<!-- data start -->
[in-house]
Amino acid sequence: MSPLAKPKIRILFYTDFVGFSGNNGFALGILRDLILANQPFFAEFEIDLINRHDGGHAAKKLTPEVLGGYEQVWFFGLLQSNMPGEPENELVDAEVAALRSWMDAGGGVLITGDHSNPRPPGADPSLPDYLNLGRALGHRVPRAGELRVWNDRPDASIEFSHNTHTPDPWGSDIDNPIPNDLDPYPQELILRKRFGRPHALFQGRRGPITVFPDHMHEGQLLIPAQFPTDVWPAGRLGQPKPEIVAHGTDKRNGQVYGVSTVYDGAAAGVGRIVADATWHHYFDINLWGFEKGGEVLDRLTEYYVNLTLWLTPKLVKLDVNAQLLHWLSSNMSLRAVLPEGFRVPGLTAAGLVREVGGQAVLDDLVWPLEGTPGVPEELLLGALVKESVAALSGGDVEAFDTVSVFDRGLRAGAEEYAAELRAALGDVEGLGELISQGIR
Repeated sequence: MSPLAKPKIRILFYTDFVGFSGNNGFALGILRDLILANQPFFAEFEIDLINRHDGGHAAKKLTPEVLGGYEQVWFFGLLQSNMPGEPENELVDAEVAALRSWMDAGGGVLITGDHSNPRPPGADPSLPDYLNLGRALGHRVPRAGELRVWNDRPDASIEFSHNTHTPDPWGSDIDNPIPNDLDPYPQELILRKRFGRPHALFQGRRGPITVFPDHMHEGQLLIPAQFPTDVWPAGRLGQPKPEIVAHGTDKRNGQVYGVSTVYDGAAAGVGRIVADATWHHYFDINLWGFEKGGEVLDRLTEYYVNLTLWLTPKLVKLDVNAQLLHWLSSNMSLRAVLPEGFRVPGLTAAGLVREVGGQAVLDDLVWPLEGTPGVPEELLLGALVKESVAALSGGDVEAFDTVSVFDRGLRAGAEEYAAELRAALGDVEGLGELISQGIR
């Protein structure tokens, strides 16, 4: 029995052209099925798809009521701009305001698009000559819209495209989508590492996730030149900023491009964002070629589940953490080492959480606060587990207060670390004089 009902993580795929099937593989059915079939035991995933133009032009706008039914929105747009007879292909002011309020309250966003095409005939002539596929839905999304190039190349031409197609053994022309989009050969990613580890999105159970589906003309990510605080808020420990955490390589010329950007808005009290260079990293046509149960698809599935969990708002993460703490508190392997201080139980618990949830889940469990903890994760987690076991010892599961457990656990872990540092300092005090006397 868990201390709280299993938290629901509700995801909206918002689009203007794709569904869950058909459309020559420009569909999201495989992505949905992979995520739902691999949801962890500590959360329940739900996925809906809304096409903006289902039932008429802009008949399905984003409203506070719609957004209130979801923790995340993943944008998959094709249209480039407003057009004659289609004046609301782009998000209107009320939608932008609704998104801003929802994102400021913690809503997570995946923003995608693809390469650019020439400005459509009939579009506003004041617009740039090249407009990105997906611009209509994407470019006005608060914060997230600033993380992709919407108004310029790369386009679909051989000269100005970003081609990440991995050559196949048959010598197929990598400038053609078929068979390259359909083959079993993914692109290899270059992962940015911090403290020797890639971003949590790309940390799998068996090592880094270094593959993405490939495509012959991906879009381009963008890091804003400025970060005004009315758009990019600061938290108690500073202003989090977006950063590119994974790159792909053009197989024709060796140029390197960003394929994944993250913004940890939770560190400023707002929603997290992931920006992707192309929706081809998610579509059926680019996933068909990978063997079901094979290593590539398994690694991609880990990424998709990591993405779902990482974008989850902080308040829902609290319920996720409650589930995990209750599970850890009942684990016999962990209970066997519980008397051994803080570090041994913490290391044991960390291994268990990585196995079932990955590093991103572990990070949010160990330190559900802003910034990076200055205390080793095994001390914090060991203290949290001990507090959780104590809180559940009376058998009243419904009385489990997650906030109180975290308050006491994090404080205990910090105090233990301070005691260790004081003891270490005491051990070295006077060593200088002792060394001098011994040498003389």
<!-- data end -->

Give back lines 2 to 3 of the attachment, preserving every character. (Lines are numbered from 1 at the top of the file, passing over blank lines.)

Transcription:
Amino acid sequence: MSPLAKPKIRILFYTDFVGFSGNNGFALGILRDLILANQPFFAEFEIDLINRHDGGHAAKKLTPEVLGGYEQVWFFGLLQSNMPGEPENELVDAEVAALRSWMDAGGGVLITGDHSNPRPPGADPSLPDYLNLGRALGHRVPRAGELRVWNDRPDASIEFSHNTHTPDPWGSDIDNPIPNDLDPYPQELILRKRFGRPHALFQGRRGPITVFPDHMHEGQLLIPAQFPTDVWPAGRLGQPKPEIVAHGTDKRNGQVYGVSTVYDGAAAGVGRIVADATWHHYFDINLWGFEKGGEVLDRLTEYYVNLTLWLTPKLVKLDVNAQLLHWLSSNMSLRAVLPEGFRVPGLTAAGLVREVGGQAVLDDLVWPLEGTPGVPEELLLGALVKESVAALSGGDVEAFDTVSVFDRGLRAGAEEYAAELRAALGDVEGLGELISQGIR
Repeated sequence: MSPLAKPKIRILFYTDFVGFSGNNGFALGILRDLILANQPFFAEFEIDLINRHDGGHAAKKLTPEVLGGYEQVWFFGLLQSNMPGEPENELVDAEVAALRSWMDAGGGVLITGDHSNPRPPGADPSLPDYLNLGRALGHRVPRAGELRVWNDRPDASIEFSHNTHTPDPWGSDIDNPIPNDLDPYPQELILRKRFGRPHALFQGRRGPITVFPDHMHEGQLLIPAQFPTDVWPAGRLGQPKPEIVAHGTDKRNGQVYGVSTVYDGAAAGVGRIVADATWHHYFDINLWGFEKGGEVLDRLTEYYVNLTLWLTPKLVKLDVNAQLLHWLSSNMSLRAVLPEGFRVPGLTAAGLVREVGGQAVLDDLVWPLEGTPGVPEELLLGALVKESVAALSGGDVEAFDTVSVFDRGLRAGAEEYAAELRAALGDVEGLGELISQGIR